What were the impacts of the atlantic slave trade on African societies?
From the 16th, until the 19th centuries, millions of Africans were sold and forcefully displaced to Europe and the Americas. This large scale forced migration of Africans to Europe and the Americas, known as the Atlantic slave trade, was part of a global economic process that lasted between the 1440's and the 1860's.
Geographically, the atlantic slave trade extended from the western coast of Africa to the rest of the continent. It covered the area from the islands of Goree Saint Louis, in present Senegal, to Quelimane, in current mozambique.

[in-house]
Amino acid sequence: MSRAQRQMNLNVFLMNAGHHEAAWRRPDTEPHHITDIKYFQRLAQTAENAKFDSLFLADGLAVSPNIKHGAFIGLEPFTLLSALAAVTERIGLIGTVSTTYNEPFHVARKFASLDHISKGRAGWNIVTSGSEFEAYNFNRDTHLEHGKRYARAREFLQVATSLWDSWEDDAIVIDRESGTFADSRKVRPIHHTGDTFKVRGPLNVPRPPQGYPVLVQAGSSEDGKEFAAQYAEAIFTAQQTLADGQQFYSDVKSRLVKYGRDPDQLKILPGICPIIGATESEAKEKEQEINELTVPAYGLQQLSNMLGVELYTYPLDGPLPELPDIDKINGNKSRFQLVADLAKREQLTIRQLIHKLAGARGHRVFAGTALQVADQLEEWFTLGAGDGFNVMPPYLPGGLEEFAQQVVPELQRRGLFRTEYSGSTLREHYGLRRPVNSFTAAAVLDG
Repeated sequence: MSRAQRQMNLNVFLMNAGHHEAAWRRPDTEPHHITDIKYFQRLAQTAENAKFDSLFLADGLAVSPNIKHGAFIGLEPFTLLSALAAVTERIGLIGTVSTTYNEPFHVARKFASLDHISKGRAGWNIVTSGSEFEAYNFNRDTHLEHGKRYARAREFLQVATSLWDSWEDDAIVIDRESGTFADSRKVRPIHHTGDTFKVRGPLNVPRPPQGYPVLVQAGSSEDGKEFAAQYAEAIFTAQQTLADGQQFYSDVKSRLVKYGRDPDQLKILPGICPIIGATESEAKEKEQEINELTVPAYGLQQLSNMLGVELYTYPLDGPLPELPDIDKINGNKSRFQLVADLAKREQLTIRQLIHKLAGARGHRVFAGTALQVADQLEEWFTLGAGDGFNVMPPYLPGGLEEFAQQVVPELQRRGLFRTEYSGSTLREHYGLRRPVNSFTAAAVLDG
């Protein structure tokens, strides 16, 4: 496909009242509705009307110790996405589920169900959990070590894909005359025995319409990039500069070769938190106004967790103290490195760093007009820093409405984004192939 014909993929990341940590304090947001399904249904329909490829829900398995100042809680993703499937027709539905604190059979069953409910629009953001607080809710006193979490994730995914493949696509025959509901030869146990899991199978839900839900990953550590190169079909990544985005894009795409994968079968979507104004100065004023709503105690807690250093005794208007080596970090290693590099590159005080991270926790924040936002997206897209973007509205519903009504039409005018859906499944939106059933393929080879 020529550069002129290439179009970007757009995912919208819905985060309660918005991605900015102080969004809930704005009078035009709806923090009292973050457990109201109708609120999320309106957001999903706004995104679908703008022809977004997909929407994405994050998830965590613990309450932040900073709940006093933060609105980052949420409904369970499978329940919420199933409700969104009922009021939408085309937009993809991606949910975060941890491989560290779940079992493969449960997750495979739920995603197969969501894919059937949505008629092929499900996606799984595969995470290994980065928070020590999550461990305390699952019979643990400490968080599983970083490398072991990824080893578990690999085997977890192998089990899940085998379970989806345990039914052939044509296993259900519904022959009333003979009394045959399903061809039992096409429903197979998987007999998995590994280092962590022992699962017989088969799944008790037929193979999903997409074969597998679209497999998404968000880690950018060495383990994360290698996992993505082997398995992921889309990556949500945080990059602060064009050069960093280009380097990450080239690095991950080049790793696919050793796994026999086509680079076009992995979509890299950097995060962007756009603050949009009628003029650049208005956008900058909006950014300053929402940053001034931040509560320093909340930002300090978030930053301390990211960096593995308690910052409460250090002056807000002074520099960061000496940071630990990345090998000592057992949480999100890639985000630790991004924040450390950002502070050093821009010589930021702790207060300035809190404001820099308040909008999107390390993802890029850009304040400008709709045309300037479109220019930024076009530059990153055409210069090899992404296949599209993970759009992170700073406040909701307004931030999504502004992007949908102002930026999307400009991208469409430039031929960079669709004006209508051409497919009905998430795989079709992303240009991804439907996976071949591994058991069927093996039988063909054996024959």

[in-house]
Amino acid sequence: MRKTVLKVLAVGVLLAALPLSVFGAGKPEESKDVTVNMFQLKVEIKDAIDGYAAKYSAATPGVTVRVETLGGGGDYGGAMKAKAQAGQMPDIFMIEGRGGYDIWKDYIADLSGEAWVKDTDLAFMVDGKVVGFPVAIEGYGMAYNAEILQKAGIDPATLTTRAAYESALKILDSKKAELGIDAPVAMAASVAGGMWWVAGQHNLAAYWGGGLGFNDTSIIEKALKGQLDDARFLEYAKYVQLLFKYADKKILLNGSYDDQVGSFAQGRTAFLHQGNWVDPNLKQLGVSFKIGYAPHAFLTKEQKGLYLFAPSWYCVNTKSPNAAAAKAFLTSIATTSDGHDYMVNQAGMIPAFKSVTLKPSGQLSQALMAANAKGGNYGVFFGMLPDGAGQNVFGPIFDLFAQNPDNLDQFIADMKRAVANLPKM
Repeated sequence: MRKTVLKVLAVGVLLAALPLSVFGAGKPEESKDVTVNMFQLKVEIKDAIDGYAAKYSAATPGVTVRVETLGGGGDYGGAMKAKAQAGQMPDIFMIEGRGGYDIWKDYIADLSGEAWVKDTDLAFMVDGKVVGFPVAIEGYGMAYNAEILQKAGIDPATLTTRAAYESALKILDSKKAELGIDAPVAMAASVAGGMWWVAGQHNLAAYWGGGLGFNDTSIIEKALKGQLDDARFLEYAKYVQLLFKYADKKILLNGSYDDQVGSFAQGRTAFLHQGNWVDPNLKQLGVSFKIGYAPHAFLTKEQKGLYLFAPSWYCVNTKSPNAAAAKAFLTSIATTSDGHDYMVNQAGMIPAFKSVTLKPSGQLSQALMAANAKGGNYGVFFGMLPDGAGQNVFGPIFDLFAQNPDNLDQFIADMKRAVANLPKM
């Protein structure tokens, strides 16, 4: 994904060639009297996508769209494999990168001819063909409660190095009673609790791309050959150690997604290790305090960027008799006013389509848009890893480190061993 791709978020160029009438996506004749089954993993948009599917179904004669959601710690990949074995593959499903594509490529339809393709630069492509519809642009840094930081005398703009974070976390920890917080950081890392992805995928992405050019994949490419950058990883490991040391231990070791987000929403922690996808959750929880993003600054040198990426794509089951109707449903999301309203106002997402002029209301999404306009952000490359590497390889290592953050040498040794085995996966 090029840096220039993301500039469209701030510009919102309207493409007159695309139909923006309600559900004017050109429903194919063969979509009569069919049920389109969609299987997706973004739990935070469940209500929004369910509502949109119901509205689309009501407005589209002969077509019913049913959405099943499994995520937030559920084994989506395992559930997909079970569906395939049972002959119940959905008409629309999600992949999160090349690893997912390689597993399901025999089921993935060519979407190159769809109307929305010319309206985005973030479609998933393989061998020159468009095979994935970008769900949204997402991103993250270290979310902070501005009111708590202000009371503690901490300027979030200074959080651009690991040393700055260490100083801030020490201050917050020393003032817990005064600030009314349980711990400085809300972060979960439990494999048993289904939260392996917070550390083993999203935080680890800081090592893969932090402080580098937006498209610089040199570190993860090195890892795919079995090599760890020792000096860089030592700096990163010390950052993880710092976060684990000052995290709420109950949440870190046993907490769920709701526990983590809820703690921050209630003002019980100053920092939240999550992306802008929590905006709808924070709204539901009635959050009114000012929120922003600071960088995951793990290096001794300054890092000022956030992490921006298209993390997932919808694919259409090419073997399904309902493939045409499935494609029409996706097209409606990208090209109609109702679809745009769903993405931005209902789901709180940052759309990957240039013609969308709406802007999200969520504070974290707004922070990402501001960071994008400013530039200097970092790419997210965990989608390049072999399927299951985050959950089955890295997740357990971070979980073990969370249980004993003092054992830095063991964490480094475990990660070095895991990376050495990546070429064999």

It is necessary to be more specific and to speak of the trade in slaves not in general continent-wide terms but rather with reference to the varying impact on several regions. This commerce had important effects on the lives of African people and on African societies situated in diverse regions such as Senegambia, Sierra Leona, West-central Africa, South east Africa, The Bight of Benin, the Gold Coast and the Bight of Biafra. While the consequences of the trade on enslaved africans communities have been documented and supported by archival data, the effects on non-slaved africans communities remain largely unknown.. Overall, the trade brought about unceasing insecurities, economic disorder, and political chaos in the African continent. It blocked its socio-economic development by exploiting its technological, agricultural and human resources for the benefit of Europe only. It damaged Africa's mercantilist economy and prevented its evolution into a capitalist economy. On the long run, the Atlantic slave trade was the starting point of a process of socio-economic exploitation and political fragmentation that was later institutionalised by Europeans through colonisation and neocolonisation. In the end, only Europeans benefited from the trade. During this period, they gained incomparable human labour and economic capital that allowed them to...